Since Gavin was a baby, he has never liked bottles – milk bottles, that is. He started drinking from cups before he even learned how to use a sippy cup. Nevertheless, the convenience of having spill-proof bottles and cups so I can offer him fluids without having to keep a close eye on him has led me on the hunt for the ultimate toddler drink bottle.
The first bottle we ever started with was the Avent Sippy Cup:
It was pretty handy but not exactly “spill-proof”. Initially, Gavin would have a huge wet patch on his shirt front from drinking water out of this bottle. After a while, when he got the hang of it, it was a little better. Then he developed a bad habit of tipping the bottle upside-down and tapping it on the table – which clearly it wasn’t designed to do because water would leak out.
My main problem with the Avent bottle was that whenever I left Gavin on his own to sip fruit juice from this bottle, I would find little droplets of fruit juice around the house. Thus, I continued my search for another bottle that would truly be “spill proof” and I found this:
Manufactured by Munchkin, I bought it from Jusco for about RM20. Incidentally, it might be worth me pointing out that this cup can only take cold or room temperature liquids. I had to retire it when Gavin had gnawed the straw until it was peeling. Unfortunately, I didn’t see any replacement straws available, so I bought this cup instead:
I found it in Anakku, also for about RM20, but I’m afraid I don’t remember who the manufacturer was. My biggest gripe with this bottle was that you can’t serve orange juice with pulp in it because the pulp gets trapped in the straw which makes it difficult to drink and to clean.
After hearing about Bisphenol-A in plastics, I bought Gavin a Kleen Kanteen stainless steel bottle (incidentally, Avent sippy spout has the all clear from bisphenol-A):
We dented the bottle by dropping it so I bought another one with a sports spout – after discovering that Gavin was quite adept at using the sports spout (although it should be noted that dented stainless steel bottles are still fine to use):
Then when I was in Australia, I discovered that Gavin would drink any fluid from a cup or container with a picture of Thomas on it, so I bought him these “take-and-throw” Thomas cups:
I wanted a permanent bottle but couldn’t find one, except this one which I discovered in the Puffing Billy souvenir shop (this plastic is also bisphenol-A-free):
Because it is difficult to clean the inside of this bottle, I only use it for holding water. For a while there, it seemed like I was stuck with the Take-and-Throw Thomas cups which had to be replace quite often because Gavin would bite the spout which caused the plastic to flake off after a while. Unfortunately, the Take-and-Throw Thomas cups come at a rather pricey RM21.90 for two at Parkson:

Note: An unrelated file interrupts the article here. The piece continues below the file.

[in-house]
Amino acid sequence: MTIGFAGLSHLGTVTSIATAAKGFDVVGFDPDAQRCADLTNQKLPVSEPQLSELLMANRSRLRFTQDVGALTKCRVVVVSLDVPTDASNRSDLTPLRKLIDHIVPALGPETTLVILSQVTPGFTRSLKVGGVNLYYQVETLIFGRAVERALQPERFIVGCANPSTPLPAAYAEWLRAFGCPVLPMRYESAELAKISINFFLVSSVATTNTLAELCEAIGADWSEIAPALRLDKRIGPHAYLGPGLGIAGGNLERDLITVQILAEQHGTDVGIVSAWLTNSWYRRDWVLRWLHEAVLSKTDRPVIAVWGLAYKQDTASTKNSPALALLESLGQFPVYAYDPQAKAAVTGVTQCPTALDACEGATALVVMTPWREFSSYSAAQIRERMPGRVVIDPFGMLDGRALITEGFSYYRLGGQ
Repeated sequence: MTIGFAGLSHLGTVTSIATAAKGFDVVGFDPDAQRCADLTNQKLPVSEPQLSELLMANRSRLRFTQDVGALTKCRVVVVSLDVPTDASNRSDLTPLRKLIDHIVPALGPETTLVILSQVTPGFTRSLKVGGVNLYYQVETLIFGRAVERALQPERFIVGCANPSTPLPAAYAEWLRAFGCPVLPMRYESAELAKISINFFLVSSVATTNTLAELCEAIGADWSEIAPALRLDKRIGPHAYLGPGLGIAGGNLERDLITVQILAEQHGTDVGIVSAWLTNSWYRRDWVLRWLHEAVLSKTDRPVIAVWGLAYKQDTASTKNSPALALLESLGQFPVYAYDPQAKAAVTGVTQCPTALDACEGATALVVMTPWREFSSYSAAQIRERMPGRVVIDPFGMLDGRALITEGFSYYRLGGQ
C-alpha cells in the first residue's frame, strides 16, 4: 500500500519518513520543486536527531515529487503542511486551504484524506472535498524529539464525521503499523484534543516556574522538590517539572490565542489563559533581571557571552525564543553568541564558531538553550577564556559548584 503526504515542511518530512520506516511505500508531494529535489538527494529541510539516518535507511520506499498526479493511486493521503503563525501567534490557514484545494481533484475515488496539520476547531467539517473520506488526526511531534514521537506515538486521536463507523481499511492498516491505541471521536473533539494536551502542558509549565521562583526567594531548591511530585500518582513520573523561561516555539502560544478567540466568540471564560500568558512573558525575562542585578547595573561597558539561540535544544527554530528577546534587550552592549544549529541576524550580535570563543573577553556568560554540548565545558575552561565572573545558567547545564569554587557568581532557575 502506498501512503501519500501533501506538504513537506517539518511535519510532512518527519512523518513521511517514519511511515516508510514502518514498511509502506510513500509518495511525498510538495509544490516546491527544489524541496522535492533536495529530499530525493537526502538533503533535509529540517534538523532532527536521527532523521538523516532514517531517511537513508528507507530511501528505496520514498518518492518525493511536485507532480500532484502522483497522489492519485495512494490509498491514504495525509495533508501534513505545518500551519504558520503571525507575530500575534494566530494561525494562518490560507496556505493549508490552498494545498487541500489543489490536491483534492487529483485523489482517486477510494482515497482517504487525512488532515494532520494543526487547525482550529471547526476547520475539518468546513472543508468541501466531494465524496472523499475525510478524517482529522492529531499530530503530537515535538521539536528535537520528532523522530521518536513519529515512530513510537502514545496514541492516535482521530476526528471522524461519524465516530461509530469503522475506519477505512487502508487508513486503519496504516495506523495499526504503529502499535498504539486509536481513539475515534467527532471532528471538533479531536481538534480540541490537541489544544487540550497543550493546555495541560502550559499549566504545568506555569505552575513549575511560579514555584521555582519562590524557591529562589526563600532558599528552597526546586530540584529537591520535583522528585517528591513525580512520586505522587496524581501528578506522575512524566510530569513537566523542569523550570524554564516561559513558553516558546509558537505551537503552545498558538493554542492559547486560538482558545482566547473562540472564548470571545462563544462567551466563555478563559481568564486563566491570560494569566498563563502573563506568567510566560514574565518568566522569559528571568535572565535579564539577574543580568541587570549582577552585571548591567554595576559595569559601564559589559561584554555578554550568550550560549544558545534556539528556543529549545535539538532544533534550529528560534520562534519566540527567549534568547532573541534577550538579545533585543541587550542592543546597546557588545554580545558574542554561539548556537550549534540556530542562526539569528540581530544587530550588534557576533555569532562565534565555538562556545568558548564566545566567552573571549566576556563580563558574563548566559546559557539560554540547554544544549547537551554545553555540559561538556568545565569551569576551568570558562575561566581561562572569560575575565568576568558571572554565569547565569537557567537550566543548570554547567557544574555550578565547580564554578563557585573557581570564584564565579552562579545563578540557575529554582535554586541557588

Aside from the price, I didn’t think it was environmentally friendly to be using disposable plastic cups at home. I thought all my problems were solved when I spotted this bottle at Mom’s Care in 1Utama:
Manufactured by The First Years, it costs RM20. The cup design is pretty similar to the straw cup on the left with one major flaw – it leaks. It’s not just a few drops either. I took the bottle out and Gavin tipped it upside-down by accident and spilt Milo down the entire front of his shirt. Thankfully, I had a spare shirt in the bag, but I never took this bottle out again. The leak is due to the seal inside coming undone on its own. I don’t know why but after carrying the bottle around for a little while, the seal works itself loose. Even if everything is properly in place, the straw will leak fluid on its own if you tip the bottle upside-down.
Now I only use it at home, but even then I still have to keep an eye on Gavin in case he drops the bottle or tries to turn it upside-down.
Conclusion: I have yet to find the ultimate toddler bottle, although the Munchkin bottle comes pretty close (missing out on the ultimate bottle title because they don’t have a Thomas design). But it IS PVC- and BPA-free so maybe I should get a new one or start looking for replacement straws.
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